Though we are not explicitly aware of this crucial fact, when we then solve for the set of exponents (as the Riemann zeros of the equation) we are implicitly looking for the unconscious basis that is consistent with our assumption of the real numbers (all lying on the real line).

We can therefore only correctly assume that all natural numbers lie on the real line if the corresponding set of Riemann zeros lie on the same imaginary line (through 1/2).

Expressed equally in a slightly different manner, for the analytic (quantitative) aspect of mathematical understanding to be consistent (that all real numbers exist on the same real number line) with the holistic (qualitative) aspect of mathematical understanding, all the Riemann zeros must correspondingly lie on the same imaginary line (though 1/2).
Or again in an equivalent manner, (conscious) rational interpretation of number relationships should be consistent with (unconscious) intuitive appreciation of such relationships. So consistency with respect to both aspects  - which are necessarily distinct from each other - are equally important.

As we know all composite natural numbers represent the product of unique prime factors.

So 6 in common understanding  = 2 * 3 Now customarily we express the composite.

However if one considers fro example a table with width 2 metres and length 3 metres, the area of the table = 6 square metres.

Thus in multiplying the two numbers as well as the quantitative change in units, there is also a qualitative change in the nature of the units (i.e. from 1-dimesnional to 2 –dimensional).

However remarkably this crucial fact is ignored in the conventional interpretation of multiplication. So the quantitative transformation in units aspect is solely considered with the corresponding qualitative change (in the nature of units) simply reduced in a linear quantitative manner.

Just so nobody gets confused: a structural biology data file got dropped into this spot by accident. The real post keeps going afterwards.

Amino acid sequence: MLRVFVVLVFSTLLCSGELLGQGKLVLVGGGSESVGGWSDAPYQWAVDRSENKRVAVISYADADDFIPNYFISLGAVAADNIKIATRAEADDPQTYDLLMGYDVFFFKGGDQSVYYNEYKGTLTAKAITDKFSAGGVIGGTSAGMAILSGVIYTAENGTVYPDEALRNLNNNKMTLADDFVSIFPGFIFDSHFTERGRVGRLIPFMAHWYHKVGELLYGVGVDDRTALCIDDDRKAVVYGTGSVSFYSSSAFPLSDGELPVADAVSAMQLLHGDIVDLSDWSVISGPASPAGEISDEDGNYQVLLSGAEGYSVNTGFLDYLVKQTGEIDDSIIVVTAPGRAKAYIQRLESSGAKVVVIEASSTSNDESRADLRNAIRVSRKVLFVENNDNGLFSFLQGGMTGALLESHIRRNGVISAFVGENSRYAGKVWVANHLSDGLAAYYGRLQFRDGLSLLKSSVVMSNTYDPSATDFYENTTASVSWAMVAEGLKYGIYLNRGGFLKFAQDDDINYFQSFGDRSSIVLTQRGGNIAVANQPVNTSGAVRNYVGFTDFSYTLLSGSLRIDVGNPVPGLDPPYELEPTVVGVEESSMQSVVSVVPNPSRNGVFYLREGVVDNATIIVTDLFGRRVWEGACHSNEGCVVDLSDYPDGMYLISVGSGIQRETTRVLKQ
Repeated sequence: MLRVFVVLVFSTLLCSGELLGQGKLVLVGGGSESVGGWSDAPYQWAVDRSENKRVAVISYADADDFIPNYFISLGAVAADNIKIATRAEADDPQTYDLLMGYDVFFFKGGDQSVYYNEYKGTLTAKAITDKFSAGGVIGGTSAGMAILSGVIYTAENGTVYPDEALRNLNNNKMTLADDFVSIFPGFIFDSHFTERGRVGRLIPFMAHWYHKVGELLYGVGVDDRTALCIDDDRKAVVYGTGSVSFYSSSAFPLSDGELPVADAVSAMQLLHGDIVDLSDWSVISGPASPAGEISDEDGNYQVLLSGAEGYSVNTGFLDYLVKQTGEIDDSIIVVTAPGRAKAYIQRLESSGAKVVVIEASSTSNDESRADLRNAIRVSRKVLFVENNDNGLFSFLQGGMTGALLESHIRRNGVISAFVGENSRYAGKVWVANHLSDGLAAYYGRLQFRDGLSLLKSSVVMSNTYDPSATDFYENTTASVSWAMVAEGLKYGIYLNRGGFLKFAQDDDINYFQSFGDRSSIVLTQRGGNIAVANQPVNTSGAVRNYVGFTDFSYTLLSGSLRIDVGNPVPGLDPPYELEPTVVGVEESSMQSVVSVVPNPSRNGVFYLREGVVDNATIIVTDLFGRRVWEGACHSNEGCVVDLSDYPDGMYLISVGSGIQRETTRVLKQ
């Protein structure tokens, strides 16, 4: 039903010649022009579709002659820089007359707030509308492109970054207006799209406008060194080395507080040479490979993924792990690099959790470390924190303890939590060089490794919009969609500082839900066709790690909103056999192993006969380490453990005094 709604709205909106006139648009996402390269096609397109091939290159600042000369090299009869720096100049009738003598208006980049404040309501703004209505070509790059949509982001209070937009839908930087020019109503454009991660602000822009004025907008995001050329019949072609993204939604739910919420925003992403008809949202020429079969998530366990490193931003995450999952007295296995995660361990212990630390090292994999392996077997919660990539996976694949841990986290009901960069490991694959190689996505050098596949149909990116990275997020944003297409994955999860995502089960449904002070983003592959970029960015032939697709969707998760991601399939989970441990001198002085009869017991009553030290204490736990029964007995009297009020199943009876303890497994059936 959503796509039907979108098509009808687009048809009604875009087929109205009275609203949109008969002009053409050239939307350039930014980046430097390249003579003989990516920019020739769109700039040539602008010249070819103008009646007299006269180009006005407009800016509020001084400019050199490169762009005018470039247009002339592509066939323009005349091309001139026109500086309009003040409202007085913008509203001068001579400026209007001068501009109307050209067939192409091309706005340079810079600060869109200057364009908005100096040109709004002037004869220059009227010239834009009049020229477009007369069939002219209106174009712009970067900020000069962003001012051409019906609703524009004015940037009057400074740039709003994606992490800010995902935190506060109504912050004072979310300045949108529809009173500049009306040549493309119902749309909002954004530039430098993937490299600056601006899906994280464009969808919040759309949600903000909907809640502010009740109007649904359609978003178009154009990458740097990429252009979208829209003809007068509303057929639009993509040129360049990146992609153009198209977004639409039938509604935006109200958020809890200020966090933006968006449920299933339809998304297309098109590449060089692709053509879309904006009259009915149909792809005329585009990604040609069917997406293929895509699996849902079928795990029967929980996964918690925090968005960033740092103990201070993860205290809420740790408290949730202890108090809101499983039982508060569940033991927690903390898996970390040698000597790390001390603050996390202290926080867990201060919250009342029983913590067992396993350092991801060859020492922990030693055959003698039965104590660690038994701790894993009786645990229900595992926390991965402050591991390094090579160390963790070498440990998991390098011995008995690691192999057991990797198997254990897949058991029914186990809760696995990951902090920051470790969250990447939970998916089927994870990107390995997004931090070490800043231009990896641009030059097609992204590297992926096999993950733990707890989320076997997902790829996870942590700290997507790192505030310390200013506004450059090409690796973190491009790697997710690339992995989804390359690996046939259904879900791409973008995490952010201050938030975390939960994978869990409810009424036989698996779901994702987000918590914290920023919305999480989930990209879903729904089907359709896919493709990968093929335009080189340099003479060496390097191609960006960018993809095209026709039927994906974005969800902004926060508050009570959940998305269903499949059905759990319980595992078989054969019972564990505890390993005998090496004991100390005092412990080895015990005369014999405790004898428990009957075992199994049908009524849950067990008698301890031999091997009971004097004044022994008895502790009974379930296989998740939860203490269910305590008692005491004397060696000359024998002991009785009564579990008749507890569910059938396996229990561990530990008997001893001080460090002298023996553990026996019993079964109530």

So strictly speaking we are not entitled to make the assumption that composite numbers lie on the same line (as the primes from which they are derived) without in turn justifying the validity of reducing the qualitative aspect (of dimensional change) to the quantitative aspect (of homogeneous linear measurements).

And perhaps surprisingly the condition for making this reduced assumption is that the Riemann zeros - which represent in an indirect quantitative manner the holistic (qualitative) nature of the natural number system - all lie on the same imaginary line (through  1/2).

Indeed in holistic terms the imaginary line represents the indirect rational means of representing the qualitative aspect of the number system!

So again we can only make the assumption that all the natural numbers lie on the (1-dimensional) real line, if in turn all the Riemann zeros lie on the same imaginary line.

Equally from the complementary opposite perspective we can only assume that all the Riemann zeros lie on the same imaginary line (through 1/2) if the natural numbers (as products of the primes) all lie on the real line (through 0).

So from the dynamic interact perspective the Riemann Hypothesis, which already assumes the consistency of the real number line, cannot be proven (or strictly disproven).

We can say however say that the Riemann Hypothesis (in the assumption that all the Riemann zeros lie on the imaginary line through 1/2) is consistent with the corresponding assumption of all the natural numbers lying on the same line.

Likewise we can say that the assumption that all the natural numbers lie in the same real line is consistent with the truth of the Riemann Hypothesis.

However we cannot strictly prove these propositions. Thus their acceptance ultimately requires faith in the consistency of the overall number system.